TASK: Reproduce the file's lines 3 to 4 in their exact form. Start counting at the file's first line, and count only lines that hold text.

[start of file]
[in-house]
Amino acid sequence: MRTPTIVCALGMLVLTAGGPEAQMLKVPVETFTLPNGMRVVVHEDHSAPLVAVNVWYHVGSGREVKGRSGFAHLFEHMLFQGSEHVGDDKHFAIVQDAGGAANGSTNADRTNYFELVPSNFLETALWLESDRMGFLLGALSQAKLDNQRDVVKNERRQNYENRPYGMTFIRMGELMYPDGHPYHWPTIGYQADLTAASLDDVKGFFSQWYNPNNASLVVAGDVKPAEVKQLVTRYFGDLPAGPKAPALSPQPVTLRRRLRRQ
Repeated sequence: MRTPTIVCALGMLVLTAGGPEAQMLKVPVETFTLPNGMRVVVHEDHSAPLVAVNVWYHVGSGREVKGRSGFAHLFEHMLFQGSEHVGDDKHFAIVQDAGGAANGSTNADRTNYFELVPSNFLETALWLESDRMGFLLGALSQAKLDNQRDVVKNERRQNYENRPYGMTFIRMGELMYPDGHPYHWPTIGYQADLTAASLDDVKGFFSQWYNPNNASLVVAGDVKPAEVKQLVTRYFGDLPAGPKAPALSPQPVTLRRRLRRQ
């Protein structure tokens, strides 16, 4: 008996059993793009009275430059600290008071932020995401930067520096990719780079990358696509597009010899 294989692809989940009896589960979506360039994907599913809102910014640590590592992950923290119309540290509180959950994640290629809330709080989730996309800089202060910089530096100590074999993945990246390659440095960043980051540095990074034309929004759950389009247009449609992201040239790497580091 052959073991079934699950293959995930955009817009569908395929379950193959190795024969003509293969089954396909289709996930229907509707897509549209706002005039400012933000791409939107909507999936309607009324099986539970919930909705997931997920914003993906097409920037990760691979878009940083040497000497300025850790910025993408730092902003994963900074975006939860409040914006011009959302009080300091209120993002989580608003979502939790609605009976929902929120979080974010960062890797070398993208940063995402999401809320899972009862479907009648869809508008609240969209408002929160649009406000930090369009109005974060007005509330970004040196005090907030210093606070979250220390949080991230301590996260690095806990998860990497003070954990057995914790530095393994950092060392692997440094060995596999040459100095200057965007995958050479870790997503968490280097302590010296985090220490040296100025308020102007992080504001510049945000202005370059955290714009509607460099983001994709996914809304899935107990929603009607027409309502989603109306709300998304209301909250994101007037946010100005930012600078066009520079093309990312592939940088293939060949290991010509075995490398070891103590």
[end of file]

Repeated sequence: MRTPTIVCALGMLVLTAGGPEAQMLKVPVETFTLPNGMRVVVHEDHSAPLVAVNVWYHVGSGREVKGRSGFAHLFEHMLFQGSEHVGDDKHFAIVQDAGGAANGSTNADRTNYFELVPSNFLETALWLESDRMGFLLGALSQAKLDNQRDVVKNERRQNYENRPYGMTFIRMGELMYPDGHPYHWPTIGYQADLTAASLDDVKGFFSQWYNPNNASLVVAGDVKPAEVKQLVTRYFGDLPAGPKAPALSPQPVTLRRRLRRQ
């Protein structure tokens, strides 16, 4: 008996059993793009009275430059600290008071932020995401930067520096990719780079990358696509597009010899 294989692809989940009896589960979506360039994907599913809102910014640590590592992950923290119309540290509180959950994640290629809330709080989730996309800089202060910089530096100590074999993945990246390659440095960043980051540095990074034309929004759950389009247009449609992201040239790497580091 052959073991079934699950293959995930955009817009569908395929379950193959190795024969003509293969089954396909289709996930229907509707897509549209706002005039400012933000791409939107909507999936309607009324099986539970919930909705997931997920914003993906097409920037990760691979878009940083040497000497300025850790910025993408730092902003994963900074975006939860409040914006011009959302009080300091209120993002989580608003979502939790609605009976929902929120979080974010960062890797070398993208940063995402999401809320899972009862479907009648869809508008609240969209408002929160649009406000930090369009109005974060007005509330970004040196005090907030210093606070979250220390949080991230301590996260690095806990998860990497003070954990057995914790530095393994950092060392692997440094060995596999040459100095200057965007995958050479870790997503968490280097302590010296985090220490040296100025308020102007992080504001510049945000202005370059955290714009509607460099983001994709996914809304899935107990929603009607027409309502989603109306709300998304209301909250994101007037946010100005930012600078066009520079093309990312592939940088293939060949290991010509075995490398070891103590």